Mental Health Across Cultures

If #culturematters, then mental health across cultures matters too. The US has marked May as Mental Health Awareness Month every year since 1949 when it was launched by the Mental Health America Organization. Worldwide, 150+ countries have observed Mental Health Awareness Day annually on October 10th since it was started by the World Health Organization in 1992.

By the Numbers

It is impossible to know how many people around the world deal with a mental health condition. This is because the numbers are often poorly measured and misunderstood. Yet, an estimated 971 million people worldwide live with a mental health condition. For example:

  • Depression affects 45 million people
  • Schizophrenia impacts 20 million people
  • Bipolar disorder affects 45 million people
  • Dementia sufferers number 50 million

However, on a global scale, so few people are able to access the mental health services that they need. According to the World Health Organization, in low and middle-income countries, more than 75% of people with mental, neurological, and substance use disorders receive no treatment for their condition at all. And less than 2% of the global median of government health expenditure goes to mental health.

Cultural Differences

The UK’s Medical Research Council has found that a staggering 80 to 90% of people experience negative stigma and discrimination as a result of mental health issues. It is clear that cultural differences, in addition to differences in income, gender, education, and employment, impact local experiences. For example, from a cultural perspective:

  • What does “friendship” look like and to whom do we feel comfortable turning? Without a support network that accepts the reality of mental health challenges, exclusion leads to isolation and a potential worsening of symptoms. Societies may experience higher rates of unemployment as people cannot perform at their best on the job when they are struggling outside of work. Organizations may therefore struggle to build viable talent pipelines.
  • How much support do we receive from family and community? In some cultures (e.g. Southeast Asia), the presence of mental health conditions in an individual or family can negatively impact marriage prospects. As a result, people often feel compelled to hide their challenges and/or may be unable to identify someone who understands their experience. This makes it even less likely that they will find the treatment they need. Even among high-income countries, however, there are significant differences in the percentage of people who seek help. According to The Commonwealth Fund, 41%–45% of British, Swiss, and Dutch adults reported not wanting to see a professional when experiencing emotional distress, whereas only 23 percent of U.S. adults reported the same.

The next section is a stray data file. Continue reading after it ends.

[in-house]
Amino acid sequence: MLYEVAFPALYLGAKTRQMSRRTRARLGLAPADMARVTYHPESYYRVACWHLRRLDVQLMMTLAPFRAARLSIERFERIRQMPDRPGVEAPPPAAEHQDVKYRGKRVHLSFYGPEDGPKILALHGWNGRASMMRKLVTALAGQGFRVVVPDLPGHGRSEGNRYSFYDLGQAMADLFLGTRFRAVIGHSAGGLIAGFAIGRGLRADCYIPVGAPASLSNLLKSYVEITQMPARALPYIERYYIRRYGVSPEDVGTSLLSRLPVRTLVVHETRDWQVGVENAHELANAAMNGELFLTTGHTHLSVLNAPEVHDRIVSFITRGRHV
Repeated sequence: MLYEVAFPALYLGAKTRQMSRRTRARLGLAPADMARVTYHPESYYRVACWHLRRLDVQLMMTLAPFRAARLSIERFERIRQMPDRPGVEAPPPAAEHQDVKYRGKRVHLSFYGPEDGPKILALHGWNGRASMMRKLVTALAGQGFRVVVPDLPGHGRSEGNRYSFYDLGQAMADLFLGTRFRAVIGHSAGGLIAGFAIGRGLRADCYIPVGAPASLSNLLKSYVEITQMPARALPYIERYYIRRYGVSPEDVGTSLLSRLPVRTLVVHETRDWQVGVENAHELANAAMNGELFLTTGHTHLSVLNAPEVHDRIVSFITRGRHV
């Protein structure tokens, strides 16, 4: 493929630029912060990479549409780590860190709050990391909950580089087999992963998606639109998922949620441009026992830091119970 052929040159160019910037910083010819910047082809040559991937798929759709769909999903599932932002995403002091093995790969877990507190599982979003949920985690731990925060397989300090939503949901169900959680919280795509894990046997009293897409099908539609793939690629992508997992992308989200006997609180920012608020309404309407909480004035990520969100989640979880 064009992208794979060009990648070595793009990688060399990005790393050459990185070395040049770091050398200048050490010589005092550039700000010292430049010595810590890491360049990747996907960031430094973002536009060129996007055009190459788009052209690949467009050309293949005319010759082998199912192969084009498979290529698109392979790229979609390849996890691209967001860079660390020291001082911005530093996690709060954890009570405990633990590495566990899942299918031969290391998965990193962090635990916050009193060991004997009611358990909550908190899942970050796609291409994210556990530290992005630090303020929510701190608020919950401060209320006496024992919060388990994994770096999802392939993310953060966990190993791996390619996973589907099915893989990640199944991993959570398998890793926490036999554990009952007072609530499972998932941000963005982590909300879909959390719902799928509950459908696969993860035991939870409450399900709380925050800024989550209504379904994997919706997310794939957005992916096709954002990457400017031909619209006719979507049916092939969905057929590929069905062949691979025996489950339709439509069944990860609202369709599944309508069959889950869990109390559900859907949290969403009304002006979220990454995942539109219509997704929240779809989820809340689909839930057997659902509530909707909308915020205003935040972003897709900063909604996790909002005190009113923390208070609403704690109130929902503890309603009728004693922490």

• How much control do we feel that we have over our circumstances? In cultures where external control dominates (e.g. many Eastern cultures), people believe that circumstances are influenced by religion, spirituality, government, luck, superstition, or any greater force beyond their control. They may be less likely to proactively seek help or be left to find it on their own. In internal control cultures (e.g. many Western cultures), where people believe that they have greater control over the circumstances and environment in which they live, it is more likely that people may seek treatment. In fact, according to the latest WHO Mental Health Atlas, 72% of the 194 Member States have a stand-alone policy or plan for mental health but only 57% have a standalone mental health law.
  • Is “health” considered only physical or does it include emotional symptoms as well? Within a culture, the language and concepts that people invent and use to describe health impact a culture’s reality. For example, Tahitians don’t have words for “grief” or “sorrow”. Some researchers have reasoned that this may be responsible for higher suicide rates as a lack of expressing this sadness also means people lack a way to alleviate it.

Making a Difference

Cultural Mixology founder Jamie Gelbtuch is an ambassador for the Athletes Against Anxiety and Depression Foundation (AAAD). In honor of Mental Health Awareness Month, AAAD Founder China McCarney has released a new Mental Health Manual and Companion Journal to provide everyday resources that can improve mental health immediately and help with long-term sustained success.

For every purchase of the manual and/or journal that Cultural Mixology friends make during May 2021, we will donate 10% of your total purchase price to AAAD. Just send us a copy of your receipt via email or any of our social media below! AAAD uses 100% of the funds raised to create resources and provide free therapy for anyone suffering from a mental health battle. This is a small way that the Cultural Mixology community can #bethechange we want to see and raise awareness this month.

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